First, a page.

Optical deformation potential and self-trapped excitons in 2D hybrid perovskites†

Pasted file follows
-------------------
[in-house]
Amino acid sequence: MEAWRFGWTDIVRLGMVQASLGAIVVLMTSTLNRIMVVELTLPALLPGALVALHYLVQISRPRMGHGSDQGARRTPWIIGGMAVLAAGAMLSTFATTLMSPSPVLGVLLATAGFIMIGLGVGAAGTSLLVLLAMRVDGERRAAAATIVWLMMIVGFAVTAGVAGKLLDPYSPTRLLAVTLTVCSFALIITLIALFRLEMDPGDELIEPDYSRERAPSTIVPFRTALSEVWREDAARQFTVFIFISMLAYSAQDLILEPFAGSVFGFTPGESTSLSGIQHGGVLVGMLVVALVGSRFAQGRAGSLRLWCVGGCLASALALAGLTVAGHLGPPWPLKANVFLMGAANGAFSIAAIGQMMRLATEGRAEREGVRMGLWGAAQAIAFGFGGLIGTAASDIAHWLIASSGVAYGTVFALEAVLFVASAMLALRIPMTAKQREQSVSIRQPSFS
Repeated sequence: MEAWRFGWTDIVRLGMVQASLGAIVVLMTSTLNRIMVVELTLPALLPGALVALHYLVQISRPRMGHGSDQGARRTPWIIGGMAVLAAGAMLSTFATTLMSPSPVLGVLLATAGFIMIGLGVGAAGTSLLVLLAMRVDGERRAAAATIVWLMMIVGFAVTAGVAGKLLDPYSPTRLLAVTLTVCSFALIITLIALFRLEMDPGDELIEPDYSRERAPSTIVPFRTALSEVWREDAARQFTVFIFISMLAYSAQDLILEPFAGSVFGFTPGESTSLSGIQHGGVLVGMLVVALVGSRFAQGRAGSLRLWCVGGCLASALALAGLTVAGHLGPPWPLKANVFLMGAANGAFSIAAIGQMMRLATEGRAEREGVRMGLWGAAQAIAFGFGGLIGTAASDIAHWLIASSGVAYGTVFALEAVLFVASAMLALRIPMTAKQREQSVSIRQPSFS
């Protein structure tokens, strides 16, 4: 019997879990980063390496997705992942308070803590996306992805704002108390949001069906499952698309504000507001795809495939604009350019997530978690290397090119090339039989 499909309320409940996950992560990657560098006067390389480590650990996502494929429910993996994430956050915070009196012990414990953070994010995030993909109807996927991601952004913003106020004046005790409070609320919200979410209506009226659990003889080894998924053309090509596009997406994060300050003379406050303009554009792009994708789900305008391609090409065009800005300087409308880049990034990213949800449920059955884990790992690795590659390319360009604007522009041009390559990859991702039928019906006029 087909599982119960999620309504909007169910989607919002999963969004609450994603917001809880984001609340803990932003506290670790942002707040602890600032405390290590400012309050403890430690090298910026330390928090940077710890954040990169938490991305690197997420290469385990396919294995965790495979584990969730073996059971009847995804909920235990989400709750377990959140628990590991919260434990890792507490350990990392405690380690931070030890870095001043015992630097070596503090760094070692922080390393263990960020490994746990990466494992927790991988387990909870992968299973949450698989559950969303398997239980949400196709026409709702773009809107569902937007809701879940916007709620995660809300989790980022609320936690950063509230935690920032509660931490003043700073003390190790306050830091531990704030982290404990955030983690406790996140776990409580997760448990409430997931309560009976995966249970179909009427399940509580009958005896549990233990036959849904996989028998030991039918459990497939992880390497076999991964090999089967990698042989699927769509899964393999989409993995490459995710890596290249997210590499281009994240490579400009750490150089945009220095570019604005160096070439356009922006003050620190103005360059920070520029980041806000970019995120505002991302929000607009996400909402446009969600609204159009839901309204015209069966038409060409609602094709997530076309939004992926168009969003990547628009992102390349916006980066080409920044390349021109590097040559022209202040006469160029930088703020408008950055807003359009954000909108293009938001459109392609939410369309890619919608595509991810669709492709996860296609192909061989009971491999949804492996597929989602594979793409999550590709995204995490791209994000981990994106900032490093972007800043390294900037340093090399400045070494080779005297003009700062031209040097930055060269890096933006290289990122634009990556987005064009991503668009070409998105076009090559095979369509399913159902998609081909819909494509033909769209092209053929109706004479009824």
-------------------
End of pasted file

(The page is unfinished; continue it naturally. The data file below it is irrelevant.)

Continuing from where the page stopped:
Self-trapped excitons (STEs) in two-dimensional (2D) hybrid organic–inorganic perovskites (HOIPs) emit broadband white light, suggesting the great potential of 2D HOIPs in low-cost lighting and display applications. A prerequisite for understanding STEs' properties is a correct identification of the underlying interaction that leads to the STEs. Here, we show that the long-range polar coupling between electrons and optical phonons is quenched in 2D HOIPs' tightly bound excitons and cannot effect STEs. Rather, the STEs are induced by a short-range optical deformation potential (ODP) arising from the phonon-modulated Pb–X quantum-well thickness. Interaction between transition dipoles in adjacent PbX6 (X = Br or I) octahedra gives rise to highly anisotropic intra- and inter-layer exciton bandwidths. In flat (001) 2D HOIPs, both the ODP and the exciton bandwidths are susceptible to out-of-plane PbX6 tilting but not to the in-plane one, and their interplay can quantitatively account for the observed temperature and structure dependences of luminescence associated with STEs. In corrugated (011) 2D HOIPs, the exciton bandwidth is further reduced and the resultant STEs have a stronger lattice distortion and broader luminescence spectrum. Our results reveal the mechanism of STE formation and suggest ways of tuning STEs and associated broadband luminescence in 2D HOIPs.